Honoree: Sheila Pecoraro (d. 2014) campaigned in 1970 for funding of the Rosedale Library and led the sit in which prevented the library from closing due to the city’s fiscal crisis. She fought for the placement of traffic lights at a five-way intersection in her neighborhood, which have now saved many lives. She served on the PTA executive boards of several schools, becoming the president at JHS 231Q and at Springfield Gardens High School. She also fought so that students of Rosedale could attend school K-8, which is now possible. For 15 years she was on the executive board of the 105th Precinct Community Council, serving as president for 9 of those years, and fought so that the precincts would be more effectively divided. (Richards)
Shirley Moran Square (Queens)
Location:Intersection of 21st St and 35th Ave
Honoree: Shirley Ann Moran (1936-1993) moved to the Ravenswood Houses in 1956. A mother of two children, she became active in civic activities. Having attended only grade school, she returned to school as an adult, earned a high school diploma and went on to study at Queens College. She served 6 years as president of the Ravenswood Tenant's Association. She was long active in the Girl Scouts and was chairperson of the Northern Queens Girl Scouts Association.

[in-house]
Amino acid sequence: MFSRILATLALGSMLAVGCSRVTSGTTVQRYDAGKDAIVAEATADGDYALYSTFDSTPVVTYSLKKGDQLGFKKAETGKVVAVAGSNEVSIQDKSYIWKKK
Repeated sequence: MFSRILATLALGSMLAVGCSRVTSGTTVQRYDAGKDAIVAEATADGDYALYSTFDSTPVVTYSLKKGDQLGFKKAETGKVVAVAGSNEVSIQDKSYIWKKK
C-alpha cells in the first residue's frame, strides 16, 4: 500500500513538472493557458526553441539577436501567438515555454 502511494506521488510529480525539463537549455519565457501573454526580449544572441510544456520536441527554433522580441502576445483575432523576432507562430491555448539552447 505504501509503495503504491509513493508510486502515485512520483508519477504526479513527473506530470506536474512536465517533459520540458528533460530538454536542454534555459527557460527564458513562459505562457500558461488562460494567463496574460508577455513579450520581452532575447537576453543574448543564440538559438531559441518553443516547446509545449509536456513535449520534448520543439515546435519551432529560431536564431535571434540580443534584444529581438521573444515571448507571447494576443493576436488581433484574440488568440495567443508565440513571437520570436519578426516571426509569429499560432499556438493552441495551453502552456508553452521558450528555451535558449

Shirley N. Moore Street (Queens)
Present name:150th Street
Location:Between Rockaway Boulevard and North Conduit Avenue
Honoree: Shirley N. Moore (1995-1997) served for more than 15 years on Community Board 12 and was a founding member of the Southeast Queens Community Corporation. As a Jamaica NAACP Board Member, she fought against injustice in education and social policies.
Shri Prakash Gossai Marg Way (Queens)
Present name:86th Street
Location:Between 101st Avenue and 102nd Avenue
Honoree: Mr. Shri Prakash Gossai, born in Guyana in 1953, came to the United States in 1983 on a teaching scholarship for marine biology. He taught for 10 years at Thomas Jefferson High School, serving underprivileged youth. He had a strong connection to spirituality and went to India for intensive study of Vedant Hindu philosophy. After his studies, he founded the Bhuvaneshwar Mandir in 1984 in Brooklyn and then founded the Queens branch located at 86-01 101st Avenue in 2004. At Bhuvaneshwar Mandir, he was able to distill the wisdom he had attained in India, and package it into easily accessible, practical, and inspirational advice on living life efficiently while striving for peace in the world. Mr. Gossai went back to Guyana in 2006 as the Spiritual Advisor to the President of Guyana. This was his dream and it was there that his millions of devotees around the world learned of his untimely passing in 2009. (Ulrich)